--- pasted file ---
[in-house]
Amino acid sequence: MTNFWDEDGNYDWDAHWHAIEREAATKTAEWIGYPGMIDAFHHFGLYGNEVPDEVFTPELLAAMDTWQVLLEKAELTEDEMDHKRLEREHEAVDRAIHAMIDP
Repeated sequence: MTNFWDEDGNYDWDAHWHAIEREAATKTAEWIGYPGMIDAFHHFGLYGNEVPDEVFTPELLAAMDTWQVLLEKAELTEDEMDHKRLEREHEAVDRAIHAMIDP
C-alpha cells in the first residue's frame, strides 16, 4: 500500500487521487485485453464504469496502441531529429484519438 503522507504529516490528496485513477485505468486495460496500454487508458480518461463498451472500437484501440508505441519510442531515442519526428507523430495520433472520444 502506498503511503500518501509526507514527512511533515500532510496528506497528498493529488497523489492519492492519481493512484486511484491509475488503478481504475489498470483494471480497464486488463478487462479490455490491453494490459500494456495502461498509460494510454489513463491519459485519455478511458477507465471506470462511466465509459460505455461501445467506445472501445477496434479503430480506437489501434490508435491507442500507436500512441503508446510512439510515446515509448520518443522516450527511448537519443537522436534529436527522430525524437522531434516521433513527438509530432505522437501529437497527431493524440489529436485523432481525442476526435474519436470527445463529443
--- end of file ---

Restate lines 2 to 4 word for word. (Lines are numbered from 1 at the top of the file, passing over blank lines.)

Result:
Amino acid sequence: MTNFWDEDGNYDWDAHWHAIEREAATKTAEWIGYPGMIDAFHHFGLYGNEVPDEVFTPELLAAMDTWQVLLEKAELTEDEMDHKRLEREHEAVDRAIHAMIDP
Repeated sequence: MTNFWDEDGNYDWDAHWHAIEREAATKTAEWIGYPGMIDAFHHFGLYGNEVPDEVFTPELLAAMDTWQVLLEKAELTEDEMDHKRLEREHEAVDRAIHAMIDP
C-alpha cells in the first residue's frame, strides 16, 4: 500500500487521487485485453464504469496502441531529429484519438 503522507504529516490528496485513477485505468486495460496500454487508458480518461463498451472500437484501440508505441519510442531515442519526428507523430495520433472520444 502506498503511503500518501509526507514527512511533515500532510496528506497528498493529488497523489492519492492519481493512484486511484491509475488503478481504475489498470483494471480497464486488463478487462479490455490491453494490459500494456495502461498509460494510454489513463491519459485519455478511458477507465471506470462511466465509459460505455461501445467506445472501445477496434479503430480506437489501434490508435491507442500507436500512441503508446510512439510515446515509448520518443522516450527511448537519443537522436534529436527522430525524437522531434516521433513527438509530432505522437501529437497527431493524440489529436485523432481525442476526435474519436470527445463529443